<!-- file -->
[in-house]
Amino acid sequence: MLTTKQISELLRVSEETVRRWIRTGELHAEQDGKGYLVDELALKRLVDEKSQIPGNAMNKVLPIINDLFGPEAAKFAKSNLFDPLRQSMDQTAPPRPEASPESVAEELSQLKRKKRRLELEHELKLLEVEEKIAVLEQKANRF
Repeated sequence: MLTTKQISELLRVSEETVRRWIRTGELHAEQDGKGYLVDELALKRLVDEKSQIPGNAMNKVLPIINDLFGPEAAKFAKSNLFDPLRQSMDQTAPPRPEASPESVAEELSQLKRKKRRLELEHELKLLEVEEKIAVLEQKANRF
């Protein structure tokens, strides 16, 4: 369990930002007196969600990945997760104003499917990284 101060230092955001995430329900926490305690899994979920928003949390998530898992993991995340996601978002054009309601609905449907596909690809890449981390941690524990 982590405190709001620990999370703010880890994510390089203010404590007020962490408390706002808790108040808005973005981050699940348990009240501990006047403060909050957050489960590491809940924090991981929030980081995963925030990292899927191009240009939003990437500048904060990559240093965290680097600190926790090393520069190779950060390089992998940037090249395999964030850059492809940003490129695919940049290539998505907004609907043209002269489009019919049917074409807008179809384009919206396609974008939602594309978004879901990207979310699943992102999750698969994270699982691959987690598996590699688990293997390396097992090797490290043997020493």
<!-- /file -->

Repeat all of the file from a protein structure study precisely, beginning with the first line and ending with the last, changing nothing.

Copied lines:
[in-house]
Amino acid sequence: MLTTKQISELLRVSEETVRRWIRTGELHAEQDGKGYLVDELALKRLVDEKSQIPGNAMNKVLPIINDLFGPEAAKFAKSNLFDPLRQSMDQTAPPRPEASPESVAEELSQLKRKKRRLELEHELKLLEVEEKIAVLEQKANRF
Repeated sequence: MLTTKQISELLRVSEETVRRWIRTGELHAEQDGKGYLVDELALKRLVDEKSQIPGNAMNKVLPIINDLFGPEAAKFAKSNLFDPLRQSMDQTAPPRPEASPESVAEELSQLKRKKRRLELEHELKLLEVEEKIAVLEQKANRF
């Protein structure tokens, strides 16, 4: 369990930002007196969600990945997760104003499917990284 101060230092955001995430329900926490305690899994979920928003949390998530898992993991995340996601978002054009309601609905449907596909690809890449981390941690524990 982590405190709001620990999370703010880890994510390089203010404590007020962490408390706002808790108040808005973005981050699940348990009240501990006047403060909050957050489960590491809940924090991981929030980081995963925030990292899927191009240009939003990437500048904060990559240093965290680097600190926790090393520069190779950060390089992998940037090249395999964030850059492809940003490129695919940049290539998505907004609907043209002269489009019919049917074409807008179809384009919206396609974008939602594309978004879901990207979310699943992102999750698969994270699982691959987690598996590699688990293997390396097992090797490290043997020493």